Boomerangs were not known throughout the entirety of Australia, being absent from the west of South Australia, the north Kimberley region of Western Australia, north-east Arnhem Land, and Tasmania. In some regions boomerangs are decorated with designs that are either painted or cut into the wood.
Very early in Australian English the term boomerang was used in transferred and figurative senses, especially with reference to something which returns to or recoils upon its author. These senses are now part of International English, but it is interesting to look at the earliest Australian evidence for the process of transfer and figurative use:. By the s the verbal sense developed another meaning: 'to return in the manner of a boomerang; to recoil upon the author ; to ricochet'.
Australia's a big country An' Freedom's humping bluey And Freedom's on the wallaby Oh don't you hear her Cooee, She's just begun to boomerang She'll knock the tyrants silly. On 13 November the Canberra Times reported that 'Greg Chappell's decision to send England in appeared to have boomeranged'. These verbal senses of boomerang have also moved into International English.
For a further discussion of boomerang see the article 'Boomerang, Boomerang, Thou Spirit of Australia! The phrase is first recorded in the s. A tax avoidance scheme.
In the late s a large number of bottom of the harbour schemes were operating in corporate Australia. The term is usually used attributively. Hyland Diamond Dove : The feller in the dock was some fabulous creature - part lawyer, part farmer - who'd been caught in a bottom-of-the-harbour tax avoidance scheme. An employee responsible for maintaining the outer fences on a station, or a publicly owned vermin-proof fence. This sense of boundary rider is recorded from the s but in more recent years, as a result of changes in technology and modes of transport, this occupation has become relatively rare.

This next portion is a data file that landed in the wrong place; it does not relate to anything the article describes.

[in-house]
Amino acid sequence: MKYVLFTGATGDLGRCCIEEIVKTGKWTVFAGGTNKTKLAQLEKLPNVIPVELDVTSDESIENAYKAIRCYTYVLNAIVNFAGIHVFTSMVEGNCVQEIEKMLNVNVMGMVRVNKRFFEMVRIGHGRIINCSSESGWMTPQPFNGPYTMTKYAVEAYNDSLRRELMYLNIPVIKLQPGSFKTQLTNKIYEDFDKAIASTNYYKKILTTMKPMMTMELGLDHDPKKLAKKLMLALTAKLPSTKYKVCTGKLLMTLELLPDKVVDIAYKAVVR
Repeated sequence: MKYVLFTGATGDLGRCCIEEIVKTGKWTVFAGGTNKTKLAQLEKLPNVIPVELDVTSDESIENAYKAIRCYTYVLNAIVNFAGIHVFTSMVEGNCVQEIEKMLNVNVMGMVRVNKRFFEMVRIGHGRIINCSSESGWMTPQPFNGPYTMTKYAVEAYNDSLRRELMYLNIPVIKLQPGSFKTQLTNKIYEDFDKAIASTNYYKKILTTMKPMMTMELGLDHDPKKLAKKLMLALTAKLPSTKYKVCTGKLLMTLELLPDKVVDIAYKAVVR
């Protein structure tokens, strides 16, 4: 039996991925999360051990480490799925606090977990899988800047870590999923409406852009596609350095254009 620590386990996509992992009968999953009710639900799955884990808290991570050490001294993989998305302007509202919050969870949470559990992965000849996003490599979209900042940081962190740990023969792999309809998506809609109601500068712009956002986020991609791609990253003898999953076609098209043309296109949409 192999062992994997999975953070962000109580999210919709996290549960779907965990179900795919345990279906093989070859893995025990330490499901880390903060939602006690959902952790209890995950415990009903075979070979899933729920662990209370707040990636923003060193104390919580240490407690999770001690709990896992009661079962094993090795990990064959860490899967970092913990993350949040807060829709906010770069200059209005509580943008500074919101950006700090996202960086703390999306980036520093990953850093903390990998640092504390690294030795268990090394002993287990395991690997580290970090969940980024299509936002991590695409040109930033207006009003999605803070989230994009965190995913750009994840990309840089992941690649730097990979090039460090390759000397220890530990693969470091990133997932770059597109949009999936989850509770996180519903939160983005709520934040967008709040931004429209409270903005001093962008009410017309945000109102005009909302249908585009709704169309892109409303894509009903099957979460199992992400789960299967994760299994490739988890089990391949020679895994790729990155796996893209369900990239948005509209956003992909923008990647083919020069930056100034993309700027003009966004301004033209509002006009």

Since the s the term has been used of a boundary umpire in Australian Rules Football, a cricketer in a fielding position near the boundary, and a roving reporter at a sporting game. For a more detailed discussion of the original sense of boundary rider and the later sporting senses see our Word of the Month article from December McGinnis Tracking North : Mechanisation had finally reached the open-range country.
There were no more pumpers or boundary riders. Be the unlikely winner of an event; to win an event coming from well behind. For a detailed discussion of this phrase see our blog 'Doing a Bradbury: an Aussie term born in the Winter Olympics' which includes a video of Bradbury's famous win , and our Word of the Month article from August The Socceroos need some of that luck. The practice of improperly increasing the membership of a local branch of a political party in order to ensure the preselection of a particular candidate. The term is a specific use of branch meaning 'a local division of a political party'.